The Espenberg Maars are the first reported example of hydromagmatic eruptions produced by interactions of magma with permafrost (Table 2).
The processes involved in the interaction of permafrost and magma at the Espenberg Maars are more than a curiosity, as the unusually large size of these four maars indicates that hydromagmatic eruptions involving permafrost can be significantly more explosive and typically excavate craters larger than those resulting from interactions with surface or groundwater (Table 2).
Water sources for selected hydromagmatic eruptions that have produced maars and tuff cones.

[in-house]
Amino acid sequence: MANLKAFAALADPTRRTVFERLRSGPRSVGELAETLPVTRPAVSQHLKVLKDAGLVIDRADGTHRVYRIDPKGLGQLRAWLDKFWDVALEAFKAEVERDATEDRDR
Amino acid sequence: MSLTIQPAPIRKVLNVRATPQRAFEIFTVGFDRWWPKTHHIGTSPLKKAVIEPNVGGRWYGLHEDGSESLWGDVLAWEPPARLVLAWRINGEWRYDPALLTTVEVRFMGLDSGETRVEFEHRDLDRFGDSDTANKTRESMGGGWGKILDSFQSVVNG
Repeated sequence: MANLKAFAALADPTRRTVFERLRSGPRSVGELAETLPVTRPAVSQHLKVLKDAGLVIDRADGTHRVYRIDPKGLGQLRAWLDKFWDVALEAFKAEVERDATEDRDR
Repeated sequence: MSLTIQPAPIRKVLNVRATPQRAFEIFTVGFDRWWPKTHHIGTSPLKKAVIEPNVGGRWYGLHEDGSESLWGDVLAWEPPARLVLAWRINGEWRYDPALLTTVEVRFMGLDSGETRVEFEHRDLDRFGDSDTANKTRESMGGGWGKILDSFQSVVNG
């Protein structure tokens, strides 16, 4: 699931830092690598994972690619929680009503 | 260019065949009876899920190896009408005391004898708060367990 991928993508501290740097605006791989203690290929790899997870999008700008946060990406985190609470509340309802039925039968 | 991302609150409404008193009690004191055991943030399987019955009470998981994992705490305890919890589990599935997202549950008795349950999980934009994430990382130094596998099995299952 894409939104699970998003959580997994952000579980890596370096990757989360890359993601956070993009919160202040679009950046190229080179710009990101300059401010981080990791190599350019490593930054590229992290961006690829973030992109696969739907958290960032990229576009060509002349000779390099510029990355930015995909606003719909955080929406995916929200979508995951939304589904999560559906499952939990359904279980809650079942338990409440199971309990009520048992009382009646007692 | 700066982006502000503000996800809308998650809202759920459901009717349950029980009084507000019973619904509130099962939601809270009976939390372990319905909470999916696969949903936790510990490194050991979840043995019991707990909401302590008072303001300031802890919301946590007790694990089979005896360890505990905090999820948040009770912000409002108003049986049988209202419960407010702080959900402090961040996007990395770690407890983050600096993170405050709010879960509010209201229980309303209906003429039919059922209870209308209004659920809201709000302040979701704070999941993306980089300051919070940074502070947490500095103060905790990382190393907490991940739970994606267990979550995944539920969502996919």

Pleistocene permafrost temperatures at the Espenberg Maars were probably ca.
At most maars, highly explosive conditions constitute a transient eruptive phase associated either with initially low supplies of groundwater, or with the exhaustion of available water supplies during the course of the eruption.
Lorenz (1986) suggested that maars grow as crater walls collapse into successively deeper and wider conduits.
These maars therefore grew from a combination of several processes, including the coalescence of several vents during extended eruptions and repeated collapse of landslide debris from the margins of the crater.
For instance, the depth of excavation of the maars is similar to but slightly greater than the modern thickness of permafrost.